Trump, who has received the backing of the country’s top gun rights organization, called the slaying of the officers "a coordinated, premeditated assault on the men and women who keep us safe." Clinton, who has called for stricter gun-control laws, said she is mourning the officers killed "while doing their sacred duty to protect peaceful protesters."
Seven other police officers and two civilians were injured in the shooting attack during the rally to protest killings of black men by white police officers.
U.S. Attorney General Loretta Lynch, meanwhile, said that the Justice Department is doing all it can to assist Texas officials investigating the attack.
Speaking at a July 8 news conference, she urged Americans not to let the racially charged shootings over the past week become the "new normal" and called for "calm, peaceful" action to address division in society.
The hundreds of demonstrators who were marching through Dallas July 7 were protesting against the shooting deaths of Philando Castile, who was killed by police near St. Paul, Minnesota, on July 6, and Alton Sterling, who was killed July 5 during an altercation in Baton Rouge, Louisiana.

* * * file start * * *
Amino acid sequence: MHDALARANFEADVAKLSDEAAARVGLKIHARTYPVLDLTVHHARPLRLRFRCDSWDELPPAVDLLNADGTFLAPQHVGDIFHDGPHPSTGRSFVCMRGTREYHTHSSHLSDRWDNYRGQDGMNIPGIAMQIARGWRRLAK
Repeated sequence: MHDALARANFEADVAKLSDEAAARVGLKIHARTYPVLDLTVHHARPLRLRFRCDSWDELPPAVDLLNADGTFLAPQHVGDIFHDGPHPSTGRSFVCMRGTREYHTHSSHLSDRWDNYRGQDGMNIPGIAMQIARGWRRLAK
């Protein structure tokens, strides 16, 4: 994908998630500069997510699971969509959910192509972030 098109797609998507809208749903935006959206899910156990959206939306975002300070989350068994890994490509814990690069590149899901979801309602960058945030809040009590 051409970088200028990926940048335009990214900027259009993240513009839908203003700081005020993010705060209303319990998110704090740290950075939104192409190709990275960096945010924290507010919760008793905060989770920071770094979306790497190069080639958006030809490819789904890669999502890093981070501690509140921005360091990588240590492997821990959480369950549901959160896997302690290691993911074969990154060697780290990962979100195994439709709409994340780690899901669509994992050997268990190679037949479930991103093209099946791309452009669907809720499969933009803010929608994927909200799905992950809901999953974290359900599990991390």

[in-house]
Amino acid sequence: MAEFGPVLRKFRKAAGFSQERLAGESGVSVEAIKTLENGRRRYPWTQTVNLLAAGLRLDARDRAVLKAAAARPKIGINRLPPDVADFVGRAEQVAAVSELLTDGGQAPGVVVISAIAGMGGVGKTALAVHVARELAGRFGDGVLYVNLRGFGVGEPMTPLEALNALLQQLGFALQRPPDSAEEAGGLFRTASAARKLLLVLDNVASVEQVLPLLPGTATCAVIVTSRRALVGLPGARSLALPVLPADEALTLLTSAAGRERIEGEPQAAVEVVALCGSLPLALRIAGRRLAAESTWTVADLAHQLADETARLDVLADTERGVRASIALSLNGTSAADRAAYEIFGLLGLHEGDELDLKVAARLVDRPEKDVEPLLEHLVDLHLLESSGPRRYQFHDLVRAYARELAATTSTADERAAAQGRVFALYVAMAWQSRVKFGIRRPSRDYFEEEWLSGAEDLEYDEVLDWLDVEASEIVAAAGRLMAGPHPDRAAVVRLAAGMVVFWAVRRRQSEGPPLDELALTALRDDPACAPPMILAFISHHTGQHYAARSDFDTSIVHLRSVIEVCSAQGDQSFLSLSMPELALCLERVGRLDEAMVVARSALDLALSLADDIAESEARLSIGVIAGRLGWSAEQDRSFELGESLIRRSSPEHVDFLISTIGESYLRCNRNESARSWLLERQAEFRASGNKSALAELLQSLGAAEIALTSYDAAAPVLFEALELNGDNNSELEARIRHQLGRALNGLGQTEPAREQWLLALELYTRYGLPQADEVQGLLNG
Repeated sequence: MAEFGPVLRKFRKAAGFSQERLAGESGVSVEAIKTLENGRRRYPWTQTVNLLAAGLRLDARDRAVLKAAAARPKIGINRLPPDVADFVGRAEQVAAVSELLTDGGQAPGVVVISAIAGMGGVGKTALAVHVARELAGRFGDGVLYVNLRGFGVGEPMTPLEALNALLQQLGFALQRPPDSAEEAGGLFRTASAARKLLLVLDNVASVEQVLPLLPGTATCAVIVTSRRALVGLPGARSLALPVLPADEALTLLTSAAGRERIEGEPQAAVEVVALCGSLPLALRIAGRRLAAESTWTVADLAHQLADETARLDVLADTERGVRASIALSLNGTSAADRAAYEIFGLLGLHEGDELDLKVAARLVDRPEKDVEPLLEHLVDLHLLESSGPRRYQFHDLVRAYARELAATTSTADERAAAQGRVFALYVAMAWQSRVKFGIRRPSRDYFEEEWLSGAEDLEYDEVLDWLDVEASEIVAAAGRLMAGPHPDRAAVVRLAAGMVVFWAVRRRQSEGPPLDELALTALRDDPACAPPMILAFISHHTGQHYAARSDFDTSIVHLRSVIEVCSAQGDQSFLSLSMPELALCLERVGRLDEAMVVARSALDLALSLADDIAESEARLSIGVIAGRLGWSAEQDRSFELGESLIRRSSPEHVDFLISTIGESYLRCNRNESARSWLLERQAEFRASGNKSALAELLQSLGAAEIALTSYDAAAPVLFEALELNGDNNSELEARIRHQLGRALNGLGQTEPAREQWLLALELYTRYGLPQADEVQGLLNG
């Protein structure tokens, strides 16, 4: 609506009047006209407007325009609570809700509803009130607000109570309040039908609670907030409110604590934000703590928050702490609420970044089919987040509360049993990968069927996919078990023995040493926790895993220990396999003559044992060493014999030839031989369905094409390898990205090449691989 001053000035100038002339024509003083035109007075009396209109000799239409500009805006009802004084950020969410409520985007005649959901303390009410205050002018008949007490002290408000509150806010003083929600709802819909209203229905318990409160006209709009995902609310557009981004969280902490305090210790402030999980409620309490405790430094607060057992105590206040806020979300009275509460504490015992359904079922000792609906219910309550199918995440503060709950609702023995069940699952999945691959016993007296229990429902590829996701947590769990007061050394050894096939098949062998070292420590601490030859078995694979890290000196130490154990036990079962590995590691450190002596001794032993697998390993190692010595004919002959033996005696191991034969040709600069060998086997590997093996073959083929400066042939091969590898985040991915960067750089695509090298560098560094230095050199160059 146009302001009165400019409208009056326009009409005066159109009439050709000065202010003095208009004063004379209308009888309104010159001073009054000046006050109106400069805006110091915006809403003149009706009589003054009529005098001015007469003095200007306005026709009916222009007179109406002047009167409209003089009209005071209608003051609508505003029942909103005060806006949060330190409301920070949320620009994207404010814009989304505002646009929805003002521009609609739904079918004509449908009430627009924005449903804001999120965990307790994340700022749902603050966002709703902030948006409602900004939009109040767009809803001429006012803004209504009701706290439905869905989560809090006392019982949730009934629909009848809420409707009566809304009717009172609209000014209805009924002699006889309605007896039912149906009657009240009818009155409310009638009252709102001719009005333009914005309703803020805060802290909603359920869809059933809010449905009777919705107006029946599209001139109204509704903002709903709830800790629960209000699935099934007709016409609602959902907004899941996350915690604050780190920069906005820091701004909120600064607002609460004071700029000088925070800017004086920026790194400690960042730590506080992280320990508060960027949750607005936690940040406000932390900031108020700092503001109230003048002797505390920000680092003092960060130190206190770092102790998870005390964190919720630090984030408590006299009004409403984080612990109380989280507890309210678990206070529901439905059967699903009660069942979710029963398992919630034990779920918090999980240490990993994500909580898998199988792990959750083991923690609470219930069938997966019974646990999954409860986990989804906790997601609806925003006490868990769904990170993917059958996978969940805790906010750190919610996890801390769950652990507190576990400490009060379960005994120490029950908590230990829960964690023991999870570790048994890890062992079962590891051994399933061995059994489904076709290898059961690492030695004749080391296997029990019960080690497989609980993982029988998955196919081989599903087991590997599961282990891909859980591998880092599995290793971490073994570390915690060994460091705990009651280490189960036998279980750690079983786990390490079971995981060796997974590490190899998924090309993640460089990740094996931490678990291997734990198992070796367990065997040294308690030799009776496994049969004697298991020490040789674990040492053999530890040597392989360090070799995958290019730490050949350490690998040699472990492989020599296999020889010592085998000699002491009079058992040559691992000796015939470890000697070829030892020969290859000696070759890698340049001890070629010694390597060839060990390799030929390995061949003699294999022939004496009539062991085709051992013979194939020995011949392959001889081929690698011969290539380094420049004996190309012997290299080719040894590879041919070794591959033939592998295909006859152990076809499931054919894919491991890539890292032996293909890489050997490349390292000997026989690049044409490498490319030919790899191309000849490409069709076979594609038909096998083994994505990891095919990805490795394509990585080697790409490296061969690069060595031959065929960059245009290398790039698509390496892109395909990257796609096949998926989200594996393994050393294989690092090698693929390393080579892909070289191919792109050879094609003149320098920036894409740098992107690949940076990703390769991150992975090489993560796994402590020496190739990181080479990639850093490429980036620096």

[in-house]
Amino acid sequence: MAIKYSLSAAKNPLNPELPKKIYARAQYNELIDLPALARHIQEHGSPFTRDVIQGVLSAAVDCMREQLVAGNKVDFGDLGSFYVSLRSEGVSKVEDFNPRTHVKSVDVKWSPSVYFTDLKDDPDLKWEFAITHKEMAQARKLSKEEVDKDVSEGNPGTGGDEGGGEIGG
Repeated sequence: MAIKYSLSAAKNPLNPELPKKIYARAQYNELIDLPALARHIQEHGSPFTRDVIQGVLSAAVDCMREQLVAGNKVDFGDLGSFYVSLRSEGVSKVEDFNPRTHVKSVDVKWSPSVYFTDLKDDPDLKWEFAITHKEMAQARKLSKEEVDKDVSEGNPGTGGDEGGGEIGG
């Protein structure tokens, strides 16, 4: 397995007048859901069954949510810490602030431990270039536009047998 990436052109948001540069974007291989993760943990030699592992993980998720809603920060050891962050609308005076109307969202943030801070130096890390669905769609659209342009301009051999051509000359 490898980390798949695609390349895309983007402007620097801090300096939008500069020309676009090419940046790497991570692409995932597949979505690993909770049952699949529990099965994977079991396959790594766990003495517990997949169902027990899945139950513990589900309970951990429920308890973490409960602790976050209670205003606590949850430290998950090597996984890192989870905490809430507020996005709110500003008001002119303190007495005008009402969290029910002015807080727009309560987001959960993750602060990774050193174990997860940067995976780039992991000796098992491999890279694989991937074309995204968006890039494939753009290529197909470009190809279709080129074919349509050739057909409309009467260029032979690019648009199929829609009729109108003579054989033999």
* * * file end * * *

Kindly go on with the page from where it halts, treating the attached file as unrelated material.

In both cases, the officers were white; both Castile and Sterling were black. In both cases, cellphone video taken by bystanders of the incidents was shared widely, further fueling outrage.
In St. Paul, Minnesota, where Castile was shot, around 1,000 people gathered outside the governor's mansion, chanting "Hey hey, ho ho, those killer cops have got to go," and other slogans.
During a brief appearance, Minnesota’s governor said he believed the Castile killing could have been an instance of racism and that a state investigation was already under way.
In Minnesota, the labor union that represents the officer who shot Castile urged people to reserve judgment.
"We know that people are angry, discouraged and heartbroken," said Sean Gormley, executive director of Law Enforcement Labor Services. "We support an open, thorough, and objective investigation that we believe, in time, will provide the answers to the questions we all have."
With reporting by Reuters, AP, and AFP